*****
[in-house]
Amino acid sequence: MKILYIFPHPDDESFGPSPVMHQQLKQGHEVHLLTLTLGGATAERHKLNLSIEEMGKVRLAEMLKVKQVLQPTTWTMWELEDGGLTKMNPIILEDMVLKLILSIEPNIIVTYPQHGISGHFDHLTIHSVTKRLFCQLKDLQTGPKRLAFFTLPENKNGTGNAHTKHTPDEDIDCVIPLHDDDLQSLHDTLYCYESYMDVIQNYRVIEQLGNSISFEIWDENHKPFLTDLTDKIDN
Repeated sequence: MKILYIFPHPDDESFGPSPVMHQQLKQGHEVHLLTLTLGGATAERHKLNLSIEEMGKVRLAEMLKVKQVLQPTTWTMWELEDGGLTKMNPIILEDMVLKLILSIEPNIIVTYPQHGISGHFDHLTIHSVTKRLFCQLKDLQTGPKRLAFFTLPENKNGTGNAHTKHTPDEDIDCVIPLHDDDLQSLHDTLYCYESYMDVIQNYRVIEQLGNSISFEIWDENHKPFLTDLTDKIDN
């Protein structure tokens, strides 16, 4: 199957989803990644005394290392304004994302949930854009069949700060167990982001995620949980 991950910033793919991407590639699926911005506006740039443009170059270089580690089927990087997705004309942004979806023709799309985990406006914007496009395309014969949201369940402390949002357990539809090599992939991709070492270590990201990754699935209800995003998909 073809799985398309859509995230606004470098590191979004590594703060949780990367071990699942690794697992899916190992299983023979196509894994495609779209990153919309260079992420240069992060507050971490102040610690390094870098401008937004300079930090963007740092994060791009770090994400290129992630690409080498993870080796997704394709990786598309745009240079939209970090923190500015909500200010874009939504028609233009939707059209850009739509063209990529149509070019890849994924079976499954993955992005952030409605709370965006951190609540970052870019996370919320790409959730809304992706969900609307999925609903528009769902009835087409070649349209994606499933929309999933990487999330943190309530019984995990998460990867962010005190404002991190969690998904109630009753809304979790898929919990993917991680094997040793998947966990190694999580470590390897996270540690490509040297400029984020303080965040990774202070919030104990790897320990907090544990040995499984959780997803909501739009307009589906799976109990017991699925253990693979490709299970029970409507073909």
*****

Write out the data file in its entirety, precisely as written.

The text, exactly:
[in-house]
Amino acid sequence: MKILYIFPHPDDESFGPSPVMHQQLKQGHEVHLLTLTLGGATAERHKLNLSIEEMGKVRLAEMLKVKQVLQPTTWTMWELEDGGLTKMNPIILEDMVLKLILSIEPNIIVTYPQHGISGHFDHLTIHSVTKRLFCQLKDLQTGPKRLAFFTLPENKNGTGNAHTKHTPDEDIDCVIPLHDDDLQSLHDTLYCYESYMDVIQNYRVIEQLGNSISFEIWDENHKPFLTDLTDKIDN
Repeated sequence: MKILYIFPHPDDESFGPSPVMHQQLKQGHEVHLLTLTLGGATAERHKLNLSIEEMGKVRLAEMLKVKQVLQPTTWTMWELEDGGLTKMNPIILEDMVLKLILSIEPNIIVTYPQHGISGHFDHLTIHSVTKRLFCQLKDLQTGPKRLAFFTLPENKNGTGNAHTKHTPDEDIDCVIPLHDDDLQSLHDTLYCYESYMDVIQNYRVIEQLGNSISFEIWDENHKPFLTDLTDKIDN
């Protein structure tokens, strides 16, 4: 199957989803990644005394290392304004994302949930854009069949700060167990982001995620949980 991950910033793919991407590639699926911005506006740039443009170059270089580690089927990087997705004309942004979806023709799309985990406006914007496009395309014969949201369940402390949002357990539809090599992939991709070492270590990201990754699935209800995003998909 073809799985398309859509995230606004470098590191979004590594703060949780990367071990699942690794697992899916190992299983023979196509894994495609779209990153919309260079992420240069992060507050971490102040610690390094870098401008937004300079930090963007740092994060791009770090994400290129992630690409080498993870080796997704394709990786598309745009240079939209970090923190500015909500200010874009939504028609233009939707059209850009739509063209990529149509070019890849994924079976499954993955992005952030409605709370965006951190609540970052870019996370919320790409959730809304992706969900609307999925609903528009769902009835087409070649349209994606499933929309999933990487999330943190309530019984995990998460990867962010005190404002991190969690998904109630009753809304979790898929919990993917991680094997040793998947966990190694999580470590390897996270540690490509040297400029984020303080965040990774202070919030104990790897320990907090544990040995499984959780997803909501739009307009589906799976109990017991699925253990693979490709299970029970409507073909």